The abnormally dry conditions also have implications for farmers and ranchers and so Gov. Jared Polis has activated the state Drought Task Force. The panel, made up of the departments of Agriculture, Natural Resources, Local Affairs, Public Safety and the Colorado Water Conservation Board, will assess the potential damage to Colorado’s $8 billion agricultural economy.

    US Drought Monitor one week change map ending June 23, 2020.

    From The Ag Info Network (Maura Bennett):

    Governor Polis has issued an order to activate a state agricultural task force to determine potential crop and cattle damage from drought conditions. Drought is now impacting 40 state counties.

    The task force is directed to study the impact and the possible economic fallout for the state’s $8 billion farming industry.

    The Colorado Water Conservation Board (Water Availability) Task Force just highlighted the serious nature of the drought.

    Becky Bolinger, a climatologist at Colorado State University’s Colorado Climate Center, told the meeting that when spring arrived the “spigot turned off and the heat turned on.”

    Bolinger: Most areas of the state have been struggling with dry conditions ever since. Drought has extended in the last month and now 33% of the state is now in extreme drought conditions (D3). We have seen an ET event in June over the eastern plains kind of consistent with a flash drought, except we’re already in a drought so what it’s done is make that drought worse.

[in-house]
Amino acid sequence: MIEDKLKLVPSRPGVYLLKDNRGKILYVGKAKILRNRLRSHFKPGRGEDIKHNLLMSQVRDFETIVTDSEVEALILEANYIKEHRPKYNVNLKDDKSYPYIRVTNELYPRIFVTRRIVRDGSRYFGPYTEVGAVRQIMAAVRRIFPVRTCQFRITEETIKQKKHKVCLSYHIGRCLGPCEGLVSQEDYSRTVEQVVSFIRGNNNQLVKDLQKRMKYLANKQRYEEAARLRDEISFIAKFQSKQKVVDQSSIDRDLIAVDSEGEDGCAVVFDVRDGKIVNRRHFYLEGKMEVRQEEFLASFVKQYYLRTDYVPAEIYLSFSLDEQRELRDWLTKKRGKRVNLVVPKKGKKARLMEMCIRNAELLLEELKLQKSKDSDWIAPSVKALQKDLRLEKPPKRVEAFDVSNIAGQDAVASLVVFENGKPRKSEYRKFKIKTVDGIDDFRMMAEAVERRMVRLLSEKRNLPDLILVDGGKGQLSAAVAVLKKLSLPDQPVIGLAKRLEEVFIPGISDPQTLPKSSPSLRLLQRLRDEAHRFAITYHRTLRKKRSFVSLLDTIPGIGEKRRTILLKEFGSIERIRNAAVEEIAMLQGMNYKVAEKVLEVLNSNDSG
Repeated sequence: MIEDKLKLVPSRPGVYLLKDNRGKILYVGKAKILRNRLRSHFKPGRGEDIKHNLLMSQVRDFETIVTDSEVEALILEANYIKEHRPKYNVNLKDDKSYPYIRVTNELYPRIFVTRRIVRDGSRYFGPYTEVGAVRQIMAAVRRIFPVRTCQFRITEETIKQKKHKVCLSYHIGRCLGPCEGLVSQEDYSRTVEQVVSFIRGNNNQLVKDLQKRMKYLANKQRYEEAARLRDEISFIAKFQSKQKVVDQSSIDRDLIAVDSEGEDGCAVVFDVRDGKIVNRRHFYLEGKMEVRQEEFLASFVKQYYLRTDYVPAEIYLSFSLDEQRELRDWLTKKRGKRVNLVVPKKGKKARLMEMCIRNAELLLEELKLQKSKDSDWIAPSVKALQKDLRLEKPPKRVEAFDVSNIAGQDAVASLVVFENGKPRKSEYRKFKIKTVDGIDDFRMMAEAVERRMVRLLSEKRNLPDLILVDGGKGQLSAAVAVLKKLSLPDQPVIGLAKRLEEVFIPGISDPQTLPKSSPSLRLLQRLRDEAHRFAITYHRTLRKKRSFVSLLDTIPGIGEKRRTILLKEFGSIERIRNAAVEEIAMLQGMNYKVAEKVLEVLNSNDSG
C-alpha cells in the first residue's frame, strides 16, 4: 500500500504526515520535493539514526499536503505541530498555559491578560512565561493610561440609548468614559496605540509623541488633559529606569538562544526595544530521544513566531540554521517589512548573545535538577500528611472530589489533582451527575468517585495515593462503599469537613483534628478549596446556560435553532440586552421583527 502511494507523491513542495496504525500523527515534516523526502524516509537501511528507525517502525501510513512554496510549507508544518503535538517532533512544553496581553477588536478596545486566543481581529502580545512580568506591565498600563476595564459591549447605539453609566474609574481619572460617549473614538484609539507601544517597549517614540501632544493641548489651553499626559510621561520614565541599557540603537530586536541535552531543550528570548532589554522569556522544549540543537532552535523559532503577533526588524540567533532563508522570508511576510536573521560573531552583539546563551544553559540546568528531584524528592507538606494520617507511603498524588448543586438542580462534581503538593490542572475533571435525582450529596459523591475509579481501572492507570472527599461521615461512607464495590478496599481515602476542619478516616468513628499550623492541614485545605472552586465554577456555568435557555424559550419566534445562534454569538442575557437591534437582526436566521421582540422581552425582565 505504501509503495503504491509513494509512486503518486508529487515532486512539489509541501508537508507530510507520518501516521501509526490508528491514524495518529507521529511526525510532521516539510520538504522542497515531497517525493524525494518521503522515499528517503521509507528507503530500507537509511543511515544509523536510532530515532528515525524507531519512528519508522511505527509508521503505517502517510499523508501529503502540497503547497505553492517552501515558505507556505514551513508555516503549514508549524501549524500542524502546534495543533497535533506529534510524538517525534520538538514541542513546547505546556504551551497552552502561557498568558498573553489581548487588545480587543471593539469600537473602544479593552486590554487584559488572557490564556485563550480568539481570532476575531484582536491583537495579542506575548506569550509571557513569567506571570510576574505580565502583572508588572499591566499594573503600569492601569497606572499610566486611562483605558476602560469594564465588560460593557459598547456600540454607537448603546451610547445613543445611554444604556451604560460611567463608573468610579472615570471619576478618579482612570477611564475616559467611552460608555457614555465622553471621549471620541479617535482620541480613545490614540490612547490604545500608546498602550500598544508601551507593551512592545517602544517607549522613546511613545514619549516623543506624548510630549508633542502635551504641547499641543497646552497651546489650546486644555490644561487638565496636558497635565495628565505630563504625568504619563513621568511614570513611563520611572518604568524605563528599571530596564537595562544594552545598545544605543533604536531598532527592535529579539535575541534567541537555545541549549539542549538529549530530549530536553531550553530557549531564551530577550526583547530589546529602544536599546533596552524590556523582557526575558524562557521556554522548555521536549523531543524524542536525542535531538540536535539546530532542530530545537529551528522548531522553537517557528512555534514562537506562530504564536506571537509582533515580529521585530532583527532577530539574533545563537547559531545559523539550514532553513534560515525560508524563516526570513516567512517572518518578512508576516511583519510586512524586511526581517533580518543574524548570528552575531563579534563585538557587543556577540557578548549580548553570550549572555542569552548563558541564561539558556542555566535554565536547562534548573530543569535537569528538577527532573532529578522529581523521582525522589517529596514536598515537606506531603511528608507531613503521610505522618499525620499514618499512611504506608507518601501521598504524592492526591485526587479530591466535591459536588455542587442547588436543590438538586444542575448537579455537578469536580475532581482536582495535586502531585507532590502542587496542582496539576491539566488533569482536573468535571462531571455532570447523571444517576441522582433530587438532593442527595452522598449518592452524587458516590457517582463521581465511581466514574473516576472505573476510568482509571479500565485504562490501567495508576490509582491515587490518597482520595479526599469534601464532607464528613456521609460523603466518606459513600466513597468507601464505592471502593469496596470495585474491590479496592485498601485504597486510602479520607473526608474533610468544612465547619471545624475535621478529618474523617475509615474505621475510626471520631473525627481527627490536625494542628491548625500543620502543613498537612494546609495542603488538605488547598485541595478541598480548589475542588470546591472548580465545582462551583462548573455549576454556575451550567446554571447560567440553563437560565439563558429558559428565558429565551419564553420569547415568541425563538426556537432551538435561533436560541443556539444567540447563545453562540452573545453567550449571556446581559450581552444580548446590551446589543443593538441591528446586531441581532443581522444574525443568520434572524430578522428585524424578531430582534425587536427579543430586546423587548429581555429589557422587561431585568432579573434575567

The U.S. Drought Monitor reported this week that extreme drought expanded in eastern Colorado and northern New Mexico. The National Resource Conservation Service also reported that reservoir levels are dwindling in southern and southwestern Colorado, including the agricultural San Luis Valley and the Gunnison River Basin.

    Governor Polis Activates #Drought Plan and Task Force as Severe Drought Expands Across Southern, Eastern Regions — @CWCB_DNR

    Dry streambed. Photo credit: The Colorado Water Conservation Board

    Here’s the release from the Colorado Water Conservation Board:

    On June 22, Governor Jared Polis requested activation of Colorado’s Drought Task Force and Phase 2 of the State Drought Mitigation and Response Plan as drought conditions deepen, reaching more than 81% of the state, with severe and extreme drought conditions in 33% of the state (40 counties).

    Colorado’s Drought Task Force – which includes leadership from the Departments of Agriculture, Natural Resources, Local Affairs, Public Safety, and the Colorado Water Conservation Board – determined the need to activate Phase 2 of the Drought Plan on June 18 after a third of the state reached extreme drought conditions. “Phase 2” indicates officially directing the Drought Task Force to assess initial damages and impacts of drought in areas experiencing severe or extreme drought and to recommend mitigation measures. This Phase also activates the Agricultural Impact Task Force, which will conduct an initial assessment on physical and economic impacts and recommend opportunities for incident mitigation.